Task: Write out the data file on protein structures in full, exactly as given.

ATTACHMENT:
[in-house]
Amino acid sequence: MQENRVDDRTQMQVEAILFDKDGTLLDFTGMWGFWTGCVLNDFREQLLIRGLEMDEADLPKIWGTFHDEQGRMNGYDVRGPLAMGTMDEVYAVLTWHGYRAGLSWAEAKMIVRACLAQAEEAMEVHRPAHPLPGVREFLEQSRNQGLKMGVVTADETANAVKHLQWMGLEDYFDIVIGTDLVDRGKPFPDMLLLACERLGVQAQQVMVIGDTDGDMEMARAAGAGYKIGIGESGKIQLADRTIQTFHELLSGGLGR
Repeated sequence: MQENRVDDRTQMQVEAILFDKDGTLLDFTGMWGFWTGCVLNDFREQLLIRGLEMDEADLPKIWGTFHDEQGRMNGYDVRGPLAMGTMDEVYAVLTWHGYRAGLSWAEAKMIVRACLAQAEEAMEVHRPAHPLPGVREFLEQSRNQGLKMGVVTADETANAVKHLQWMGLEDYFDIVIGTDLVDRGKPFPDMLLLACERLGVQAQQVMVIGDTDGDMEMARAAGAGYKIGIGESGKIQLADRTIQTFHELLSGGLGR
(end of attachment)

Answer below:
[in-house]
Amino acid sequence: MQENRVDDRTQMQVEAILFDKDGTLLDFTGMWGFWTGCVLNDFREQLLIRGLEMDEADLPKIWGTFHDEQGRMNGYDVRGPLAMGTMDEVYAVLTWHGYRAGLSWAEAKMIVRACLAQAEEAMEVHRPAHPLPGVREFLEQSRNQGLKMGVVTADETANAVKHLQWMGLEDYFDIVIGTDLVDRGKPFPDMLLLACERLGVQAQQVMVIGDTDGDMEMARAAGAGYKIGIGESGKIQLADRTIQTFHELLSGGLGR
Repeated sequence: MQENRVDDRTQMQVEAILFDKDGTLLDFTGMWGFWTGCVLNDFREQLLIRGLEMDEADLPKIWGTFHDEQGRMNGYDVRGPLAMGTMDEVYAVLTWHGYRAGLSWAEAKMIVRACLAQAEEAMEVHRPAHPLPGVREFLEQSRNQGLKMGVVTADETANAVKHLQWMGLEDYFDIVIGTDLVDRGKPFPDMLLLACERLGVQAQQVMVIGDTDGDMEMARAAGAGYKIGIGESGKIQLADRTIQTFHELLSGGLGR